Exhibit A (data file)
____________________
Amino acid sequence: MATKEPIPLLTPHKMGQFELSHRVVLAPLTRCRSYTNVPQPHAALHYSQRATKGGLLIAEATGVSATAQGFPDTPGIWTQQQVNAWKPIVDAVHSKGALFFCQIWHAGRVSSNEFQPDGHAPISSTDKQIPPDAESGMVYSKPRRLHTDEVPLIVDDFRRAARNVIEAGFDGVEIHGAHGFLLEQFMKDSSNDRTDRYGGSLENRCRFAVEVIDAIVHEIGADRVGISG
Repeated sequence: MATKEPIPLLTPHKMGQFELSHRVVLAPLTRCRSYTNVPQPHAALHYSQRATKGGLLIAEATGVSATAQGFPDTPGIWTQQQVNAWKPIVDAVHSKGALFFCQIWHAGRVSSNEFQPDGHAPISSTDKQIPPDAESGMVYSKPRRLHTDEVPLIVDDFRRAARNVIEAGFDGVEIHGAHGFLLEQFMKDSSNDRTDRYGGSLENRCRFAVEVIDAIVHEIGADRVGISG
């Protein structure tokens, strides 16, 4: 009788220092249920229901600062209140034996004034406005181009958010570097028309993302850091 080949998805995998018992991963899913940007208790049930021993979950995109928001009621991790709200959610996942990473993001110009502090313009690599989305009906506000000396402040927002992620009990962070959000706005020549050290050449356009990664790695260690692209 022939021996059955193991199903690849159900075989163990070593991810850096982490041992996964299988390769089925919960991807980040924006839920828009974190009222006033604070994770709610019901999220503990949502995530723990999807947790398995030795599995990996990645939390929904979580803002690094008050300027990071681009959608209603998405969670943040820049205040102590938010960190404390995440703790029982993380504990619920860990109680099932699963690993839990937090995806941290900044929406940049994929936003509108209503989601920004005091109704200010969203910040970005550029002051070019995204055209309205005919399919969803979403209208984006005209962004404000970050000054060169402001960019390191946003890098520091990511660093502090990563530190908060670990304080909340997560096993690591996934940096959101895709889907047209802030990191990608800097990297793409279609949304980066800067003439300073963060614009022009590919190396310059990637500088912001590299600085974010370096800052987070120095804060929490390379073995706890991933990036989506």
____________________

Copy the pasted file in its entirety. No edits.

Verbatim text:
Amino acid sequence: MATKEPIPLLTPHKMGQFELSHRVVLAPLTRCRSYTNVPQPHAALHYSQRATKGGLLIAEATGVSATAQGFPDTPGIWTQQQVNAWKPIVDAVHSKGALFFCQIWHAGRVSSNEFQPDGHAPISSTDKQIPPDAESGMVYSKPRRLHTDEVPLIVDDFRRAARNVIEAGFDGVEIHGAHGFLLEQFMKDSSNDRTDRYGGSLENRCRFAVEVIDAIVHEIGADRVGISG
Repeated sequence: MATKEPIPLLTPHKMGQFELSHRVVLAPLTRCRSYTNVPQPHAALHYSQRATKGGLLIAEATGVSATAQGFPDTPGIWTQQQVNAWKPIVDAVHSKGALFFCQIWHAGRVSSNEFQPDGHAPISSTDKQIPPDAESGMVYSKPRRLHTDEVPLIVDDFRRAARNVIEAGFDGVEIHGAHGFLLEQFMKDSSNDRTDRYGGSLENRCRFAVEVIDAIVHEIGADRVGISG
């Protein structure tokens, strides 16, 4: 009788220092249920229901600062209140034996004034406005181009958010570097028309993302850091 080949998805995998018992991963899913940007208790049930021993979950995109928001009621991790709200959610996942990473993001110009502090313009690599989305009906506000000396402040927002992620009990962070959000706005020549050290050449356009990664790695260690692209 022939021996059955193991199903690849159900075989163990070593991810850096982490041992996964299988390769089925919960991807980040924006839920828009974190009222006033604070994770709610019901999220503990949502995530723990999807947790398995030795599995990996990645939390929904979580803002690094008050300027990071681009959608209603998405969670943040820049205040102590938010960190404390995440703790029982993380504990619920860990109680099932699963690993839990937090995806941290900044929406940049994929936003509108209503989601920004005091109704200010969203910040970005550029002051070019995204055209309205005919399919969803979403209208984006005209962004404000970050000054060169402001960019390191946003890098520091990511660093502090990563530190908060670990304080909340997560096993690591996934940096959101895709889907047209802030990191990608800097990297793409279609949304980066800067003439300073963060614009022009590919190396310059990637500088912001590299600085974010370096800052987070120095804060929490390379073995706890991933990036989506």